Where is your team?

If you’re working with an agile team, where is your team on this journey, shu, ha or ri?

Do you need to take more time to focus on the foundations, replay the patterns and rehearse the basics? Or is it time to innovate and push the boundaries of what you’ve learned to find more agile ways of working.

Originally published on my work’s internal blog.

Photo by Thao Le Hoang on Unsplash

Team meeting via Google Hangouts

Daily meeting via Google Hangouts
Daily meeting via Google Hangouts

Last week I had to work from home one morning. Our team meets at 09:30 every morning to catch-up. Years ago I suppose I would have had to either phone in or miss it.

We used Google Hangouts to allow my colleague Lewis and I to take part, connecting remotely.

Isn’t the world wide web an amazing thing!

Agile planning poker

For a few months we’ve been starting to use Agile, and specifically Scrum, methods in planning and managing our Web projects at work.

This week we adopted a new practice: planning poker.

Agile / Scrum iteration planning board
Agile / Scrum iteration planning board

Like many teams starting out with Agile practices we didn’t just jump in feet first and adopt every Agile method going; that would have been too much to take in. So we began with a few methods:

The photograph above, taken a couple of months ago, shows the planning board in our office — an information radiator — that shows us at a glance how many tasks are left to do, what’s currently being worked on, what’s in testing, what’s done and (unlike, I would guess, most other Agile boards) what we’re waiting for.

Multiple projects

By definition Agile really should be used by teams working on one project at a time. It’s simply not efficient working on more than one because as soon as you start switching between different projects you lose time. One reason is that it takes time to get back up to speed with project B after working on project A.

However, some of us have no option but to work on more than one project at a time, as well as juggle support emails, telephone calls and the like. In which case you simply have to adapt the principles of Agile to accommodate more than one project, and essentially run them all in tandem as though you were working on multiple threads of a single project.

Karl Scotland, formerly Development Team Leader with BBC Interactive wrote a really useful paper back in 2002 entitled “Agile planning with a multi-customer, multi-project, multi-discipline team” (DOC, 225 KB) in which he explained how he ran things at the BBC where they would regularly work on three projects simultaneously.

We currently have 19 projects on the go at the moment. Which is far, far too many and we need to do something about it. So this week we revisited our project backlog and introduce a new Agile method to the mix: planning poker.

Planning poker

Planning poker cards
Planning poker cards

The idea behind planning poker is very simple: “planning poker is a consensus-based estimation technique for estimating, mostly used to estimate effort or relative size of tasks in software development” (Wikipedia).

Each member of the team had a pack of cards (I made our cards using Microsoft Publisher 2007 and a handful of skills) which have a sequence of numbers printed on them. They are quite often close to a Fibonacci sequence to reflect the uncertainty in estimating larger items. Our pack uses the sequence: 0, ½, 1, 2, 3, 5, 8, 13, 20, 40, 100, a ? (unsure) and a coffee cup (I need a break).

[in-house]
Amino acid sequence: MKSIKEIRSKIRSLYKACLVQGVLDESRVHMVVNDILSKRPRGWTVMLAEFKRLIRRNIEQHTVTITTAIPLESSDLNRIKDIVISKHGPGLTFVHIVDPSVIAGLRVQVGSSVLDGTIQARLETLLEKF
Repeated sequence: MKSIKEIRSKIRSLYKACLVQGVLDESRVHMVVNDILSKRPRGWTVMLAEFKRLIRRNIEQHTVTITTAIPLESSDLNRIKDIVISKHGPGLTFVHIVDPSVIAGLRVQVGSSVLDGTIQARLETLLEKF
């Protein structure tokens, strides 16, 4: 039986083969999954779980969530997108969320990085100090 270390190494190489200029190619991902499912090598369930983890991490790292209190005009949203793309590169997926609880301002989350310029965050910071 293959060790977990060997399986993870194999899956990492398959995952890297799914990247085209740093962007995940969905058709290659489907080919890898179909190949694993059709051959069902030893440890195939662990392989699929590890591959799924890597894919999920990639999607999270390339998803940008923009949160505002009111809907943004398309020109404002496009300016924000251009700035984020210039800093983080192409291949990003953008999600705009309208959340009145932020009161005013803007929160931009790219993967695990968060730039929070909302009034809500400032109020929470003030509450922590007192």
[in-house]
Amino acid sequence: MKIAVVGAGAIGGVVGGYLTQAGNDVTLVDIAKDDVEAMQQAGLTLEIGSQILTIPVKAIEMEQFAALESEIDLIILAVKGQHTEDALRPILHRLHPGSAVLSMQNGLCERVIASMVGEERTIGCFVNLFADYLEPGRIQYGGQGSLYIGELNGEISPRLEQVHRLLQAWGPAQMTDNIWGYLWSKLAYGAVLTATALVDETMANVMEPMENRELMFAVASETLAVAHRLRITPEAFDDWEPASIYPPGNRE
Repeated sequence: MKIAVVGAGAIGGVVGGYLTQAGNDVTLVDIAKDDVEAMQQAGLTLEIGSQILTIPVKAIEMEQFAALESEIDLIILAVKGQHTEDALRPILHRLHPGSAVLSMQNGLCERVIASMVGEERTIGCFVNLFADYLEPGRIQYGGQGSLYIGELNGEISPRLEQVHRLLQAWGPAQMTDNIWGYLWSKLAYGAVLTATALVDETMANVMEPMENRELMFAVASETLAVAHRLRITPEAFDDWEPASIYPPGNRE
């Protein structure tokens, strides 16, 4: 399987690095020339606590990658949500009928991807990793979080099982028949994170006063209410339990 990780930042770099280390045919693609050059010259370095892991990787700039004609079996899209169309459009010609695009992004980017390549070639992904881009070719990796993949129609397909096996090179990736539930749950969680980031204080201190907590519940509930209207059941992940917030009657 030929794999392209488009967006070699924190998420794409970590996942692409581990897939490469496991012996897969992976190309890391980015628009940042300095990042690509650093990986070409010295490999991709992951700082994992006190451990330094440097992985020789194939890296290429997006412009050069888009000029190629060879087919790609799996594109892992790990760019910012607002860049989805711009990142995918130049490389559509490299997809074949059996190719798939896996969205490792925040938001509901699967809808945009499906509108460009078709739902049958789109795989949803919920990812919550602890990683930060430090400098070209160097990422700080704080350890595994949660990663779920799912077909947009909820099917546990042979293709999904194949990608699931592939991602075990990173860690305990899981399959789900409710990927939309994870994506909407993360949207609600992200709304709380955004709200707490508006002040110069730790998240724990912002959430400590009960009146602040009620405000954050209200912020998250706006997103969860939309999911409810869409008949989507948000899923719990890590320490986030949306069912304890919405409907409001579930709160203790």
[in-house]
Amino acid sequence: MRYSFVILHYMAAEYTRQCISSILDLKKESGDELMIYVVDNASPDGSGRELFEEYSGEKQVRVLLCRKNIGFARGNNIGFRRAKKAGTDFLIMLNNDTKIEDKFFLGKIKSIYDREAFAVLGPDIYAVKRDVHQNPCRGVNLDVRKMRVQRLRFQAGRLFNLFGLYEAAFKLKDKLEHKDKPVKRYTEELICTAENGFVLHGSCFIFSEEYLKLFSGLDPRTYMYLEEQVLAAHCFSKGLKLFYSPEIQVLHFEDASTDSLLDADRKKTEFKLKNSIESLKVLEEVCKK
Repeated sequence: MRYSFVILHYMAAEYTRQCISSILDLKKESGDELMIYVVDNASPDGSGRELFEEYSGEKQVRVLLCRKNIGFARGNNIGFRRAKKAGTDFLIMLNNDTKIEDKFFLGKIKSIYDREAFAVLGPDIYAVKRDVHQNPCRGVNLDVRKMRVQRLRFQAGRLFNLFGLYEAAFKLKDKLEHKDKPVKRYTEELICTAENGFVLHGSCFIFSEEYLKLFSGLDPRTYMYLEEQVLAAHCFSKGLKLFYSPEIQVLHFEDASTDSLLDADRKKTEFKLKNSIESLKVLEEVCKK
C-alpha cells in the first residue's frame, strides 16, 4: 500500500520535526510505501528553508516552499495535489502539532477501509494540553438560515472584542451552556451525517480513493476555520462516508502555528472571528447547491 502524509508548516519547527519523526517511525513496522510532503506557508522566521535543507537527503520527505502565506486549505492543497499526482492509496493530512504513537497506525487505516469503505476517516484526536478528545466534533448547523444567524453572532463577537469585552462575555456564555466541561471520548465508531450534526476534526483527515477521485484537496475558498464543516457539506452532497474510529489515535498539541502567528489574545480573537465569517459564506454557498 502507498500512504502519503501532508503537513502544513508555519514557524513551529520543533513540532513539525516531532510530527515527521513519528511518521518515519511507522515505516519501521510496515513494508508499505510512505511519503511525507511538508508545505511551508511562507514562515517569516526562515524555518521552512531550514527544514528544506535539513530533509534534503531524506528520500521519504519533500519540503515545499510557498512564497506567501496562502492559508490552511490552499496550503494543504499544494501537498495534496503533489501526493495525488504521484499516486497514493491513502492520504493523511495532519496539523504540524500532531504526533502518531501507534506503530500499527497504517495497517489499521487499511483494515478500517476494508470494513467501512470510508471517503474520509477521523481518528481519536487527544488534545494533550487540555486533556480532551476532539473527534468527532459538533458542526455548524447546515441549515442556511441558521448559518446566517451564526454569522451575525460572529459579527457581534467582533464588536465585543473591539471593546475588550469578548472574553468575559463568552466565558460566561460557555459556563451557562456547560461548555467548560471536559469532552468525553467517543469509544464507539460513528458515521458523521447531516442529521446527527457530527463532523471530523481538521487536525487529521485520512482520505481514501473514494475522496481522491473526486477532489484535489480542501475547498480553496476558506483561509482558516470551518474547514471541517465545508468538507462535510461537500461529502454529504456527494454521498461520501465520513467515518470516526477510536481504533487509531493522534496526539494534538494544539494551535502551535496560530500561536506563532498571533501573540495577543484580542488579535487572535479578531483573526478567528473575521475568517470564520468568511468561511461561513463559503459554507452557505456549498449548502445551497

We then took each item in our project backlog and after an explanation of what was required we all took a vote on how difficult we thought it would be as a project, placing the cards down on the table at the same time so as not to influence another player’s estimation by laying your card earlier than them.

Once voted, unless the group has a consensus the person who laid the lowest-value card and the person who laid the highest-value card explains why they thought it was easier (they’ve done this before, for example) or harder (what did the others miss?).

Votes are taken again until a consensus has been reached and then the team passes to the next task or project on the list.

We found it a really useful exercise because it actively encourages everyone to speak and gives everyone an equal say in the decision-making processes associated with managing projects. We really quickly got to the core issues related to each project and at times an interesting spectrum of scores (13, 20, 40 and 100 for one project).

Planning poker cards (PDF)

Our conclusion

Our next stage is to complete the scoring on the remaining <cough> 60+ projects, and work with our boss to prioritise projects. That should give us an overall score (estimate x priority) which will enable us to more accurately plan when we should schedule these projects and in which order. For example, you don’t really want to be tackling three really taxing projects at once.

Oh, and it makes the task of planning much more fun.

If anyone wants a copy of the cards I made (in PDF format) drop me a note in the comments and I’ll upload them for you.

More resources

Luis Goncalves, co-author of the excellent book Getting value out of Agile Retrospectives has written a really useful article about planning poker:

Planning poker and scrum poker: everything you need to know